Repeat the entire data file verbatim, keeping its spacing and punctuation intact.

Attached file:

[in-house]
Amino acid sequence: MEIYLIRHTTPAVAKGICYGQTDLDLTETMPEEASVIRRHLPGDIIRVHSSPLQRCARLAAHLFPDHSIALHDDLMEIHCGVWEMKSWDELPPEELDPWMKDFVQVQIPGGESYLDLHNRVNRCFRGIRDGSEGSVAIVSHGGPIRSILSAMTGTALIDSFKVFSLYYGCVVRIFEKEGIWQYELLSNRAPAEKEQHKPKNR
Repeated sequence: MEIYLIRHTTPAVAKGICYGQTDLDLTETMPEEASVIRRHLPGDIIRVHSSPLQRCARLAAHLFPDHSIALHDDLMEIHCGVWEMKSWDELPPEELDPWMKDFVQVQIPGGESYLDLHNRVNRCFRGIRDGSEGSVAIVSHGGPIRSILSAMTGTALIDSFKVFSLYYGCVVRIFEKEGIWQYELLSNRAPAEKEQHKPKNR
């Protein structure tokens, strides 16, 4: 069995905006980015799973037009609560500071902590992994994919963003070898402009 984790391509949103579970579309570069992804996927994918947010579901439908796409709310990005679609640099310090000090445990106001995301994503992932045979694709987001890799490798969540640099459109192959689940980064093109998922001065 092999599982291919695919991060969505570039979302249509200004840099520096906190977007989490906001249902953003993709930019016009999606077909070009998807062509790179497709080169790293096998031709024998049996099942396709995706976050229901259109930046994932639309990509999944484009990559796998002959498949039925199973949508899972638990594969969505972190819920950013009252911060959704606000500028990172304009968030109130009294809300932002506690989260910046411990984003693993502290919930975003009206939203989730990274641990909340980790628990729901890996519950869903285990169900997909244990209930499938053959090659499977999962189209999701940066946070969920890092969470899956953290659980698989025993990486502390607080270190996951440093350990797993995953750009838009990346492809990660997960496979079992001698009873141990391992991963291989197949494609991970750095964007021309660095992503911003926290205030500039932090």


[in-house]
Amino acid sequence: MEIYLIRHTTPAVAKGICYGQTDLDLTETMPEEASVIRRHLPGDIIRVHSSPLQRCARLAAHLFPDHSIALHDDLMEIHCGVWEMKSWDELPPEELDPWMKDFVQVQIPGGESYLDLHNRVNRCFRGIRDGSEGSVAIVSHGGPIRSILSAMTGTALIDSFKVFSLYYGCVVRIFEKEGIWQYELLSNRAPAEKEQHKPKNR
Repeated sequence: MEIYLIRHTTPAVAKGICYGQTDLDLTETMPEEASVIRRHLPGDIIRVHSSPLQRCARLAAHLFPDHSIALHDDLMEIHCGVWEMKSWDELPPEELDPWMKDFVQVQIPGGESYLDLHNRVNRCFRGIRDGSEGSVAIVSHGGPIRSILSAMTGTALIDSFKVFSLYYGCVVRIFEKEGIWQYELLSNRAPAEKEQHKPKNR
């Protein structure tokens, strides 16, 4: 069995905006980015799973037009609560500071902590992994994919963003070898402009 984790391509949103579970579309570069992804996927994918947010579901439908796409709310990005679609640099310090000090445990106001995301994503992932045979694709987001890799490798969540640099459109192959689940980064093109998922001065 092999599982291919695919991060969505570039979302249509200004840099520096906190977007989490906001249902953003993709930019016009999606077909070009998807062509790179497709080169790293096998031709024998049996099942396709995706976050229901259109930046994932639309990509999944484009990559796998002959498949039925199973949508899972638990594969969505972190819920950013009252911060959704606000500028990172304009968030109130009294809300932002506690989260910046411990984003693993502290919930975003009206939203989730990274641990909340980790628990729901890996519950869903285990169900997909244990209930499938053959090659499977999962189209999701940066946070969920890092969470899956953290659980698989025993990486502390607080270190996951440093350990797993995953750009838009990346492809990660997960496979079992001698009873141990391992991963291989197949494609991970750095964007021309660095992503911003926290205030500039932090």